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    I would say it will also somewhat depend on the concert itself. An opening night like the one you referenced, will be a more formal event than a generic middle of the week performance. That being said, you are perfectly right, nowadays shirt+jacket/sweater should be perfectly fine for all places and occasions short of Bayreuth.
    – mlk
    Jun 13 at 6:37
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    indeed it would depend both on the venue and the event. I've visited a classical concert matinee performance as a teenager where formal attire wasn't expected, an evening performance of the same concert at the same venue formal attire would have been much appreciated. And an evening performance of a stand up comedian in that same venue again wouldn't have expected formal attire.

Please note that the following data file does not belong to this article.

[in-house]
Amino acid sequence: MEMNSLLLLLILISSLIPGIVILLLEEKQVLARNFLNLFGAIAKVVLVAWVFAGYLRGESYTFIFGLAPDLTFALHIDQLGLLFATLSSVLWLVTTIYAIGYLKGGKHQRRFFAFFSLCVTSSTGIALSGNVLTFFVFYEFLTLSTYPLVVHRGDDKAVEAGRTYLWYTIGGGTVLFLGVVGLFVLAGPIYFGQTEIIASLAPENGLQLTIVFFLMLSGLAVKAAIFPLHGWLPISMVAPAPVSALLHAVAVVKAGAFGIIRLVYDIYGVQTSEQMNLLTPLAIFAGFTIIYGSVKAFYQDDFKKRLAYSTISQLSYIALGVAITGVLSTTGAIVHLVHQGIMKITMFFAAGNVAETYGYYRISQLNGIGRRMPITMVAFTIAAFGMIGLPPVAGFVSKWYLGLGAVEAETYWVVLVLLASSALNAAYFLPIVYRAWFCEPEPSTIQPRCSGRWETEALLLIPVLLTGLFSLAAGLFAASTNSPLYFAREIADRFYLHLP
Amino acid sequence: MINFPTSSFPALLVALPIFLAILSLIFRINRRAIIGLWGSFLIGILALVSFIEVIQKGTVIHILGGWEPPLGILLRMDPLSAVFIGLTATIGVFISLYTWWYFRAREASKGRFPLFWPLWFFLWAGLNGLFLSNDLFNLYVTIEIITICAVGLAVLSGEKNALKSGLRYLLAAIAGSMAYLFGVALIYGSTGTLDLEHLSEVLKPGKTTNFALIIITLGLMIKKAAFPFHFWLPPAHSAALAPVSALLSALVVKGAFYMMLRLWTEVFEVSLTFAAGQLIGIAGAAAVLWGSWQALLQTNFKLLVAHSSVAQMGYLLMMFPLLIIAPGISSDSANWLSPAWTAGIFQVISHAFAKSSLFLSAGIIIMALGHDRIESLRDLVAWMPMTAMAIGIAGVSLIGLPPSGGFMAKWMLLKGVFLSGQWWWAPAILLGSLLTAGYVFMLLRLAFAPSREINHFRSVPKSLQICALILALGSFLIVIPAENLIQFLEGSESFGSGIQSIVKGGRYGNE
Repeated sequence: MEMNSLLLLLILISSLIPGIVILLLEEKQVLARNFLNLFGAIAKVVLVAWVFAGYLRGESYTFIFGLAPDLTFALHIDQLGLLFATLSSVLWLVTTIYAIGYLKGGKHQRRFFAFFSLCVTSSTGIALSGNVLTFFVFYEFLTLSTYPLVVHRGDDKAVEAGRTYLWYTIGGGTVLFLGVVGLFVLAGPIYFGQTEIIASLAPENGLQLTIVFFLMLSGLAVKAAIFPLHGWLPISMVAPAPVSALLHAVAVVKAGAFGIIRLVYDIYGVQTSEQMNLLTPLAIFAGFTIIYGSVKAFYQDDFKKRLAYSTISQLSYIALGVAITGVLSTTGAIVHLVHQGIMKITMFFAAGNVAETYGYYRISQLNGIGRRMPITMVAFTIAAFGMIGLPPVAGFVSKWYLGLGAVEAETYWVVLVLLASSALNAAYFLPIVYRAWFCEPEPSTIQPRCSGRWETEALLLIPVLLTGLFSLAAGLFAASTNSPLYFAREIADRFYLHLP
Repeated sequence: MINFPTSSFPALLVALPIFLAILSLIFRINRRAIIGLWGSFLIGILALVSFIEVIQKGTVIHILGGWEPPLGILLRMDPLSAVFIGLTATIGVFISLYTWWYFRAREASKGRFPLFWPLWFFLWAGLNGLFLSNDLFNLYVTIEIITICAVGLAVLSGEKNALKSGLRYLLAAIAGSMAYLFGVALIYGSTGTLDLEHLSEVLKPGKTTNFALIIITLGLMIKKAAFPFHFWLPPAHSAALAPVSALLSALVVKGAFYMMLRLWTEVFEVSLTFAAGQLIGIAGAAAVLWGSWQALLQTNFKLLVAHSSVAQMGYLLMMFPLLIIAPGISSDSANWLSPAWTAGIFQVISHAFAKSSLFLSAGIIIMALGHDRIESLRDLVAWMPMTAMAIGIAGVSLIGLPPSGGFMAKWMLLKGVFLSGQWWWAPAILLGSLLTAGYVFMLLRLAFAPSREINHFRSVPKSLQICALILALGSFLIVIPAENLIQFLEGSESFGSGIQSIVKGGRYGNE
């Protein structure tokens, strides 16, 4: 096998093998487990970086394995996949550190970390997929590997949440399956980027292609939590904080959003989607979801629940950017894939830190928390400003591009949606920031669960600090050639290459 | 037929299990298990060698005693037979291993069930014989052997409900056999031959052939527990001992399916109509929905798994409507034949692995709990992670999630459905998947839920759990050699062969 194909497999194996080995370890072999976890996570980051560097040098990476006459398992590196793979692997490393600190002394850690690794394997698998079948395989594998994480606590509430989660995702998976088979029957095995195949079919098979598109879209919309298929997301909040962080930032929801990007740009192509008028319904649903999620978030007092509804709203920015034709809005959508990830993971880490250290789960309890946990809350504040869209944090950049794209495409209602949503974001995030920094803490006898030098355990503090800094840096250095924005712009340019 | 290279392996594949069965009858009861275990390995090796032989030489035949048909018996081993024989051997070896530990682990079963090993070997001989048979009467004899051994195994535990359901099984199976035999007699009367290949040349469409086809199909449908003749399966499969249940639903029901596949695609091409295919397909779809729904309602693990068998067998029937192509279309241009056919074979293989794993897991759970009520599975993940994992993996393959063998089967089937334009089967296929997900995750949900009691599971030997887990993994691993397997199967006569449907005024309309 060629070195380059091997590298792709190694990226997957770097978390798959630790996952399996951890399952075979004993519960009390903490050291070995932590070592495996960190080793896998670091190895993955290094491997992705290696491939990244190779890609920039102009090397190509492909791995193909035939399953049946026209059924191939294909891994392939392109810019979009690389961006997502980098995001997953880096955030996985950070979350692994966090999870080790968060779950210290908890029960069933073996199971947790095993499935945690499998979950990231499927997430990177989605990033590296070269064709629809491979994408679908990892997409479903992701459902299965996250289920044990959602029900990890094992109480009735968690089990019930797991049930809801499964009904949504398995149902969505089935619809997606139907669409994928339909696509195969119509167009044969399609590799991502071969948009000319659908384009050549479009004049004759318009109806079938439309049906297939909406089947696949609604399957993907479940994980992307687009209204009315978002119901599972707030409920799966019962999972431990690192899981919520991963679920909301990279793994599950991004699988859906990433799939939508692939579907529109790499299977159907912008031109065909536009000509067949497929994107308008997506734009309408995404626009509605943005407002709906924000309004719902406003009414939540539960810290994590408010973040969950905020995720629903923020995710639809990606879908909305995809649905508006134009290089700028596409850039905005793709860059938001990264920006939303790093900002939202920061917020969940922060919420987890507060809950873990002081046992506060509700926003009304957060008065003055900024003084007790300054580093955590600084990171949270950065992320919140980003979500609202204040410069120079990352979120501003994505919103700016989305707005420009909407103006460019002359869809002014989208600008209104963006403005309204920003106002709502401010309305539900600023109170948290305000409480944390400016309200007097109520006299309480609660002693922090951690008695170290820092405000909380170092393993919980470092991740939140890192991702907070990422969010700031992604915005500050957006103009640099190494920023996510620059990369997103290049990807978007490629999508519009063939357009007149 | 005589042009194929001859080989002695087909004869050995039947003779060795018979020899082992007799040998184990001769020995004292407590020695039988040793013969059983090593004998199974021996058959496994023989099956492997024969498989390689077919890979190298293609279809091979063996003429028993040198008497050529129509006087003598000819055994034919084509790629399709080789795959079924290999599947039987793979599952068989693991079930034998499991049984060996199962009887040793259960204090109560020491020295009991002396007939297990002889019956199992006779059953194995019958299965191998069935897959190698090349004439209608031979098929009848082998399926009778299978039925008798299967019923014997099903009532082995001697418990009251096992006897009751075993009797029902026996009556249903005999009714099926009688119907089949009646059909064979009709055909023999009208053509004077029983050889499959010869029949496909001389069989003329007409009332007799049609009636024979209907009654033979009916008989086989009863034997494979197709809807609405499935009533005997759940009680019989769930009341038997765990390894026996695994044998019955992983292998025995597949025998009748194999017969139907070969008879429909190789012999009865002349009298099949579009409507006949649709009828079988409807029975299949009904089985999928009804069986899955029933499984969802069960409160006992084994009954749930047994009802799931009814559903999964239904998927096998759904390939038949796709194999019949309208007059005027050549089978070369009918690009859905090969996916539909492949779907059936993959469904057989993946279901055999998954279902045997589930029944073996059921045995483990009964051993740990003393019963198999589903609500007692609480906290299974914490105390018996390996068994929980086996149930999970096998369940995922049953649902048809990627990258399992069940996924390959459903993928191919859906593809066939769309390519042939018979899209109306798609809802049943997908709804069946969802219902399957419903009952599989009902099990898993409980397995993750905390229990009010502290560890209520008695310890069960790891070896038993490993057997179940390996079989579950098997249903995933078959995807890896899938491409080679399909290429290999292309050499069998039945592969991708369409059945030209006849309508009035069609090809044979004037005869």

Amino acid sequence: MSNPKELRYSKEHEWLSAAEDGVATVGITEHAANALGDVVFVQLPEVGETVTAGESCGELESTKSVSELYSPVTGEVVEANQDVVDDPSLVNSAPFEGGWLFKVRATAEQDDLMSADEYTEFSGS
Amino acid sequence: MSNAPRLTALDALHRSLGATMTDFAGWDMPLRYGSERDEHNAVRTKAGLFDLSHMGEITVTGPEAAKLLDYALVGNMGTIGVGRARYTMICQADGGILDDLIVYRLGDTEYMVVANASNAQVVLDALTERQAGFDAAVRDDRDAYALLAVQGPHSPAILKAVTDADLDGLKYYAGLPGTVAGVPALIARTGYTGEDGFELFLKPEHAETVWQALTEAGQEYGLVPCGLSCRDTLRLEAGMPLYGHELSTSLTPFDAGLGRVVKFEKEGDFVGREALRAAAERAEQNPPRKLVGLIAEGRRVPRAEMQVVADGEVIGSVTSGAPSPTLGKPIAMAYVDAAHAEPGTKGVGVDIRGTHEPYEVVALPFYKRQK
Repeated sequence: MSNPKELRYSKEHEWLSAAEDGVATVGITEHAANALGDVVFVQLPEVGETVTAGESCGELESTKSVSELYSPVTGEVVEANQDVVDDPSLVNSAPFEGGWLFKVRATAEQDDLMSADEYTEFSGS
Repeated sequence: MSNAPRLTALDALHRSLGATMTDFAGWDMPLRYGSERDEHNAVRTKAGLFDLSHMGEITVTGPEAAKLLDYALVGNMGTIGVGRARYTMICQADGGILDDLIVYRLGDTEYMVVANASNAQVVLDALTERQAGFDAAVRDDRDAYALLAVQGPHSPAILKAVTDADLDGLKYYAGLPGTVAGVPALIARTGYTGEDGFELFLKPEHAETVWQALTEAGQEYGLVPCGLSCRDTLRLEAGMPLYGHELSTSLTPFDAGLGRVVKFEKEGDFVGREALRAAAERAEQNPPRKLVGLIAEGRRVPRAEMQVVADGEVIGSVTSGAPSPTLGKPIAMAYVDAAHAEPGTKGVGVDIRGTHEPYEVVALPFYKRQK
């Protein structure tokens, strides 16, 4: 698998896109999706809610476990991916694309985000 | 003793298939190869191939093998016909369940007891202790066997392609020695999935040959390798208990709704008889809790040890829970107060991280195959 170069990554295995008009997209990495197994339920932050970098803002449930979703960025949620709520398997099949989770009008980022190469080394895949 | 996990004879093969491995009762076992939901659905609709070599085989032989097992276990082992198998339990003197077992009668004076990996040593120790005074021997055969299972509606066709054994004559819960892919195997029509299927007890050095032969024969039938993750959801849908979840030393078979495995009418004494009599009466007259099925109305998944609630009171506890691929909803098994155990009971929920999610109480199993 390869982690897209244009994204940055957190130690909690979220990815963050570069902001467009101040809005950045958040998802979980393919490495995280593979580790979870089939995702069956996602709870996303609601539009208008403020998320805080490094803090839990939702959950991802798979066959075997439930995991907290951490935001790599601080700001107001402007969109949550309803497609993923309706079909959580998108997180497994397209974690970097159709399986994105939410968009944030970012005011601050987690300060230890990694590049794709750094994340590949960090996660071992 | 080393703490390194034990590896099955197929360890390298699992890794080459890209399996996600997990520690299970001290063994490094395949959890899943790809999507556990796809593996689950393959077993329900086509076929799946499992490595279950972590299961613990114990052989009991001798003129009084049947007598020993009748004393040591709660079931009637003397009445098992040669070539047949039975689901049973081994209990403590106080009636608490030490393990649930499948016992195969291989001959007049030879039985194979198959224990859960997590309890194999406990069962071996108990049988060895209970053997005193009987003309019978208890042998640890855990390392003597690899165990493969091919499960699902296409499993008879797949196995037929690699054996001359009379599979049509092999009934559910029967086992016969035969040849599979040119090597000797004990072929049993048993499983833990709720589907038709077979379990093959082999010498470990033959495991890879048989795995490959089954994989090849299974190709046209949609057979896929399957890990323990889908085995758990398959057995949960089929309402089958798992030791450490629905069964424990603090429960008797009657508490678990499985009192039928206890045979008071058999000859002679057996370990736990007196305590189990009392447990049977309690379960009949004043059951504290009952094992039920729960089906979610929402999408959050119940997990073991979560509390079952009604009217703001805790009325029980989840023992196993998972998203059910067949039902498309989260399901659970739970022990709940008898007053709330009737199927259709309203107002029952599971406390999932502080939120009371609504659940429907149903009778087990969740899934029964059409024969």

– jwenting
    Jun 13 at 9:01
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    It depends on a lot of factors. In more touristy places, many tourists will turn up dressed in casual clothing, but in a place where classical music is more of a high society thing, there may be dressing up. Even things like ticket prices will have an impact. And there may be different traditions for different venues (some cities have different venues for serious classical music and for operetta, with slightly different clientele).
    – Stuart F
    Jun 13 at 10:42
  • +1 for the YouTube link. Thanks!
    – NL_Derek
    Jun 13 at 20:19
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    @StuartF In Santa Fe, New Mexico, the opera is during the summer in a semi-outdoor setting, and people tailgate (IE have barbecues, picnic) in the parking lot in Tuxedos and fancy dresses before the performances.
    – Peter M
    Jun 14 at 13:18